In this respect, Azerbaijan very successfully realizes its energy security objectives and missions and in case of foreign policy-making, the energy security remains vital relevance in promotion the ones. Azerbaijan has the most gas and oil in the Caucasus. Its economy depends primarily on those natural resources. Azerbaijan has 57 oil fields, 18 of which are offshore, in the Azerbaijani sector of the Caspian Sea. The essential part of the company’s revenue comes from the giant ACG oil field complex and Shah Deniz gas field. In 2007, mining and hydrocarbon industries accounted for well over 95 percent of the Azerbaijani economy and over 80% of export in 2009. Energy security of the whole Caucasus depends on Azerbaijan. It has potential to increase its exports even more. Some analysts have provided a concise summary of Azerbaijani oil and gas sector in 2012. According to their research Azerbaijani oil exports originate primarily in the Azeri Chirag Guneshli (ACG) field complex, which held around 84% of crude oil reserves in 2009. Oil from ACG is exported predominantly to Georgia and Russia through the pipelines described in the later sections. Particular fields in this complex were discovered between 1977 and 1986. What sets Azerbaijan apart from other Caspian coastal states is the fact that unlike its Caspian neighbors, more than 90% of its both gas and oil production originates in offshore facilities. The most important entity controlling Azerbaijani energy resources is State Oil Company of Azerbaijan Republic, commonly known as SOCAR, a fully state-owned oil and gas company. It operates the country’s only oil refinery, one gas processing plant, and operates several oil and gas export pipelines throughout the country. In 2013, Azerbaijan produced 43.48 million tons (318.74 million barrels) of oil, of which 8.31 million tons (60.95 million barrels) belong to SOCAR. During the same period, Azerbaijan’s natural gas production reached a record 29.46 billion cubic meters, of which SOCAR’s share is 7.14 billion cubic meters. Earnings of SOCAR are the main source of funds for SOFAZ, Azerbaijan’s sovereign wealth fund, which accumulates and manages energy-related earnings for present and future generations. Its financial reserves are $34 and they can be used for strategically important infrastructure projects, but not for government borrowing. SOFAZ finances key Azerbaijani pipeline projects mentioned in the next sections.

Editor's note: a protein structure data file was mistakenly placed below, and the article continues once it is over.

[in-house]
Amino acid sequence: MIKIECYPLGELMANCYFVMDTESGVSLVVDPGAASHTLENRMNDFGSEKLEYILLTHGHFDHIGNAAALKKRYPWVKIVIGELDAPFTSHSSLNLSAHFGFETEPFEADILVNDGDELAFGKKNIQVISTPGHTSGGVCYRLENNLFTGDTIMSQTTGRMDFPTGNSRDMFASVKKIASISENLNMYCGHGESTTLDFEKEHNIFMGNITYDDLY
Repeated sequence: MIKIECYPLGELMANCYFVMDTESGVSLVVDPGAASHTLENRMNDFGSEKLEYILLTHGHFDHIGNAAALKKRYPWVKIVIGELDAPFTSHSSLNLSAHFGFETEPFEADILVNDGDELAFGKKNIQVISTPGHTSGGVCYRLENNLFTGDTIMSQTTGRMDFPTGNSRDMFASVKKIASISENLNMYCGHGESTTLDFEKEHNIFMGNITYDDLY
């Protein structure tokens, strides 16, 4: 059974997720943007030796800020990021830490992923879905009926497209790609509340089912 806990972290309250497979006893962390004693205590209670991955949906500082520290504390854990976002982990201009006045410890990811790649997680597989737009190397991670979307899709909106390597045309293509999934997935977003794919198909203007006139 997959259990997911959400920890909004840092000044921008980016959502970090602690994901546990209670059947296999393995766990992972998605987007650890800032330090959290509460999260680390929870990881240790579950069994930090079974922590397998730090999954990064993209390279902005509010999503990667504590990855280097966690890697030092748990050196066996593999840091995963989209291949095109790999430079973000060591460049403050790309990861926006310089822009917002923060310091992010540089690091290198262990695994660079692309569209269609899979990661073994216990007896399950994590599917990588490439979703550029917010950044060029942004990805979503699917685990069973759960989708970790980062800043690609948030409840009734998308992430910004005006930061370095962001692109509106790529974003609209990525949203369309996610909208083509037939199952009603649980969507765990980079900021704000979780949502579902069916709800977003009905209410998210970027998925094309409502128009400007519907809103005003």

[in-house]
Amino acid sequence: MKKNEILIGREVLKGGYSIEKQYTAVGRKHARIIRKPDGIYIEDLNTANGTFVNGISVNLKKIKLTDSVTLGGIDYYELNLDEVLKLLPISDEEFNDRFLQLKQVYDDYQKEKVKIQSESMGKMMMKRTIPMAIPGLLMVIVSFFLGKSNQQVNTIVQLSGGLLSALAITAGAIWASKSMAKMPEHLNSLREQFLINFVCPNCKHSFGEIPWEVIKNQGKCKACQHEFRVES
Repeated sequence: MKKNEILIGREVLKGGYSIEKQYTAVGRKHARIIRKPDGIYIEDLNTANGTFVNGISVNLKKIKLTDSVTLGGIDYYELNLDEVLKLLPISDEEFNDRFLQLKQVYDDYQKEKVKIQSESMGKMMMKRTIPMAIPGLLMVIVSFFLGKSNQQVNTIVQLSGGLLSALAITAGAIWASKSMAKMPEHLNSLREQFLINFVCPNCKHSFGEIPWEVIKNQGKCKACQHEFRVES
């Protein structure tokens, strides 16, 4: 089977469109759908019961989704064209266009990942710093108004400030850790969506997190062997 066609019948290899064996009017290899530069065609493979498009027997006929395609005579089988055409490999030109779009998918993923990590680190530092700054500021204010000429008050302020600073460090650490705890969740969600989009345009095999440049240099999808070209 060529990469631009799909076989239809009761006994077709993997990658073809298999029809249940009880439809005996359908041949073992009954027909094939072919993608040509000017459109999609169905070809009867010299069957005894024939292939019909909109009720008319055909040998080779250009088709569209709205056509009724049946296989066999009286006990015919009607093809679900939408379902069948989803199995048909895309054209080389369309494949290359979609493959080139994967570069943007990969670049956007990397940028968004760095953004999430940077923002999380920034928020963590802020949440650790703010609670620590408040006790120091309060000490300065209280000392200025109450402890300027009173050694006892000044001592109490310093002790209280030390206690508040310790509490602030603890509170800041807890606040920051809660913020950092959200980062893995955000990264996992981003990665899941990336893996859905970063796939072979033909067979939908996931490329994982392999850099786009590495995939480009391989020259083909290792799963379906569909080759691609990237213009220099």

As for Georgia which becomes the most vital strategic partner in energy security strategy framework of Azerbaijan, provides key fora in developing bilateral strategic partnership in economic and geoeconomic project realization. Georgia has no significant natural resources that are enough for export. But it is a gateway to export markets for Azerbaijan (pipelines + sea ports). In 2007, Georgia’s natural gas consumption was 1.8 billion cubic meters. Natural gas used to be supplied to Georgia by Russia. In recent years, however, Georgia has managed to eliminate its dependence on Russian imports through increased hydroelectric power generation and the availability of natural gas sources from Azerbaijan. In addition, all Russian gas exports to Armenia pass through the Georgian pipeline system. Georgia collects 10% of this gas as a transit fee. Georgia reportedly has more than 400 Mt of coal resources. The Black Sea coast in Adjara Autonomous Republic of Georgia, is thought to contain large gas fields with 8.5 billion cubic meters of resources already explored and potential resources estimated to be 125 billion cubic meters. Georgia’s main role in the world mineral supply was to serve as a transport route for oil and gas shipments out of the Caspian region to world markets. The vast majority of Transcaucasia’s energy resources are located in Azerbaijan, but this fact also works for Georgia, through which oil and gas pipelines run. Three of the new large oil and gas export pipelines that had been or were being constructed in the Caspian region pass through Georgia. These three are the Baku-Tbilisi-Ceyhan, the Baku-Tbilisi-Erzurum, and the Baku-Supsa (“Western Early Oil Route”) pipelines. No routes were planned to cross Armenia owing to Azerbaijan’s troubled relationship with the country. Georgia obtains its natural gas through three main transit energy pipelines – two from Azerbaijan (one from Baku-Tbilisi-Erzurum gas pipeline and one from Kazakh-Gardabani gas local pipeline) and one from Russia.